When 1:00 PM - 3:00 PM Mar 20, 2015
Where GM Room, Lurie Enginering Center
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Molecular dynamics simulation of structures and interfaces in amorphous/ordered composites

Katherine Sebeck
Thesis Defense

John Kieffer, advisor


This thesis describes studies of the structure-property relationships of amorphous and amorphous/ordered composite materials at the nanoscale, using molecular dynamics simulations. Both inorganic and organic bulk amorphous systems, as well as the interfaces between ordered substrates and two different amorphous systems have been investigated.


A series of soda lime silicate glasses were simulated, with varying concentrations of silica, sodium and calcium. The clustering of cations and the second-neighbor connectivities affect the vibrational modes and mechanical properties. Mean-field theory is unable to account for mixed modifier effects in soda lime silicates.


The structure and mechanical properties of a dynamically reacted bulk epoxy network were studied. , An improved polymerization method for continuously monitoring properties as a function of network growth, including volumetric shrinkage and internal stresses, is demonstrated. The elastic properties change minimally during the growth of the network within the achieved degree of conversion. However, the tensile strength increases. Systems with a surplus of amine hardener reach higher degrees of epoxide conversion, but formation of an infinite network is delayed.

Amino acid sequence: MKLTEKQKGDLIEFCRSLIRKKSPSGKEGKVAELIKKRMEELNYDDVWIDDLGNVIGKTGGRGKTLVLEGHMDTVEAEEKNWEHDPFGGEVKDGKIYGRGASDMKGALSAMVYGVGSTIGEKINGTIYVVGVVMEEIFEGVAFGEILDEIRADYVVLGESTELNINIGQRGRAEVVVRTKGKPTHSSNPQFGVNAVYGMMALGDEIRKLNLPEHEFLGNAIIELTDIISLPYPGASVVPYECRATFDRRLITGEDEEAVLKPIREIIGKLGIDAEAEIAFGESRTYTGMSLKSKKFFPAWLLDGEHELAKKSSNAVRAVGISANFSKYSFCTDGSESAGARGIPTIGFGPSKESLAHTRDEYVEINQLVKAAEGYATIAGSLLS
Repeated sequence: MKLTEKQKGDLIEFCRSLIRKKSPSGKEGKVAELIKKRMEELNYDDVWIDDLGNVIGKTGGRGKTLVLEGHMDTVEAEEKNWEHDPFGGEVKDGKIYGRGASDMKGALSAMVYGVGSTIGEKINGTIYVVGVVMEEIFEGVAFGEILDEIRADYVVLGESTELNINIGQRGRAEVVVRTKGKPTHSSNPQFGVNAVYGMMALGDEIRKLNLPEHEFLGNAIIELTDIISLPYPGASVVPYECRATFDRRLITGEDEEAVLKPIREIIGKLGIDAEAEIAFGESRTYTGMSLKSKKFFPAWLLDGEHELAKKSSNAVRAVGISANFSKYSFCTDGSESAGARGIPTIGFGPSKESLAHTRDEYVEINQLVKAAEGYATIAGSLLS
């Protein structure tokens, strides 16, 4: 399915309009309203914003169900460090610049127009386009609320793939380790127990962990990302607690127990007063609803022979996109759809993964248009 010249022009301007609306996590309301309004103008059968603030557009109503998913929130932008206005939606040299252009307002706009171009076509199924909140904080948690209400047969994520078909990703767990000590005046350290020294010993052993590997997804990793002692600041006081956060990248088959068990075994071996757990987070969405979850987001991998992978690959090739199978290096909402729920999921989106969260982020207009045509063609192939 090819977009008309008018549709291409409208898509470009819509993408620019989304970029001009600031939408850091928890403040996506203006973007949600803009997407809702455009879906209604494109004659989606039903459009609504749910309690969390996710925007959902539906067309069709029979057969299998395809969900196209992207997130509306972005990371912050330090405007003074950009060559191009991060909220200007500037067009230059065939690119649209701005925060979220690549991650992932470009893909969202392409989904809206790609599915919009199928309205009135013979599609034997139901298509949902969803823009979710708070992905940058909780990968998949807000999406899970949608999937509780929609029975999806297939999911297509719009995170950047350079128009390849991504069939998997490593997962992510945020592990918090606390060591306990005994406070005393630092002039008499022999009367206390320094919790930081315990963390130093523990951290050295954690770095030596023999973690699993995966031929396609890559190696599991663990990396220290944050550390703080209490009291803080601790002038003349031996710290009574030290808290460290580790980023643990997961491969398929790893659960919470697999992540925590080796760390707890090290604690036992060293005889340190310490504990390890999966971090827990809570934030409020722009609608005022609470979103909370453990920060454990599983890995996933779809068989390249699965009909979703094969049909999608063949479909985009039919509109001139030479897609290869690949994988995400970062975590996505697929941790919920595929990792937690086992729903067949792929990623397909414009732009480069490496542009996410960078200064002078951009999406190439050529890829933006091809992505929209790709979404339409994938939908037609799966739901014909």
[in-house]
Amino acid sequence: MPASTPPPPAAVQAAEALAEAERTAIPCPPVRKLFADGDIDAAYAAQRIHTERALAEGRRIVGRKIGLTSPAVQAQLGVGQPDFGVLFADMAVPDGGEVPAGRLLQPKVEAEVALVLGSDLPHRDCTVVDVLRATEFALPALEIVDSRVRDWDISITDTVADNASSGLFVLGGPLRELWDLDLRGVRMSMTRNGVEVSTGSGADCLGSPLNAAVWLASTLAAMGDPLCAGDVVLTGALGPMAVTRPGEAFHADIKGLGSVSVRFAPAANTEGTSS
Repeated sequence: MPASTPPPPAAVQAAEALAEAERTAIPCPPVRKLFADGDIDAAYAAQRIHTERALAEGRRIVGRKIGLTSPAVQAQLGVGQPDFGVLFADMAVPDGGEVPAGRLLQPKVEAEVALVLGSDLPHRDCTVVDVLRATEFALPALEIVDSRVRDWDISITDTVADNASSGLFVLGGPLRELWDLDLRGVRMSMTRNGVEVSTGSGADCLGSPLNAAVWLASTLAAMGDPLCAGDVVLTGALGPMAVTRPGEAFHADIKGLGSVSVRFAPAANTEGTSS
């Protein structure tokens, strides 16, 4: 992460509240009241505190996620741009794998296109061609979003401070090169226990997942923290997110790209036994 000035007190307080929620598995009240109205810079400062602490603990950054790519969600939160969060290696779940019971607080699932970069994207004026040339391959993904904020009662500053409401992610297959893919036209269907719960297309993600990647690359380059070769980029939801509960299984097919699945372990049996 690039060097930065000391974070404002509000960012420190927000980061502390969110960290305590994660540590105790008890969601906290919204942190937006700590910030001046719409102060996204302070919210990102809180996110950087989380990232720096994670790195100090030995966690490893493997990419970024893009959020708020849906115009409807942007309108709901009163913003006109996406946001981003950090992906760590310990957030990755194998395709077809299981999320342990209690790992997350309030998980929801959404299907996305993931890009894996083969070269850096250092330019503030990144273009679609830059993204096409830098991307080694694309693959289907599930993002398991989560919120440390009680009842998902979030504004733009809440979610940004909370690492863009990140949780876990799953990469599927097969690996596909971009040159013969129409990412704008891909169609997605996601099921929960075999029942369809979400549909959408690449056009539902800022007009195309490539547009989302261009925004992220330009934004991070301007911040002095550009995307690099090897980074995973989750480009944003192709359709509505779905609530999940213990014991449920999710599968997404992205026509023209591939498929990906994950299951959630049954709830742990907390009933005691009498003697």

As a simple model system for understanding interfaces between amorphous and ordered materials, a thin alkane film was placed onto a metallic substrate. The ordered substrate creates a layered polymer configuration within the first 10 Å of the surface, as shown by density profiles, pair correlation functions, and monomer orientation statistics. This structural change also affects the mechanical properties of the system. The elastic moduli of nanoconfined alkane systems are higher than would be expected for a simple laminate composite, based on extrapolating from the bulk properties of the two materials.


Lastly, a series of epoxy/carbon laminate systems were investigated, comparing different epoxy layer thicknesses and amine functionality. The overall cure and shrinkage behavior mimicks the bulk epoxy, though the percolation of an infinite cluster is delayed. Annealing of structures in the process of determining the glass transition temperature shows a nearly uniform decrease in both the elastic modulus and tensile strength.


Local heterogeneity is important in predicting nanoscale mechanics for all systems investigated. Larger system size provides better accuracy in determining mechanical properties of simulated highly cross-linked network polymers.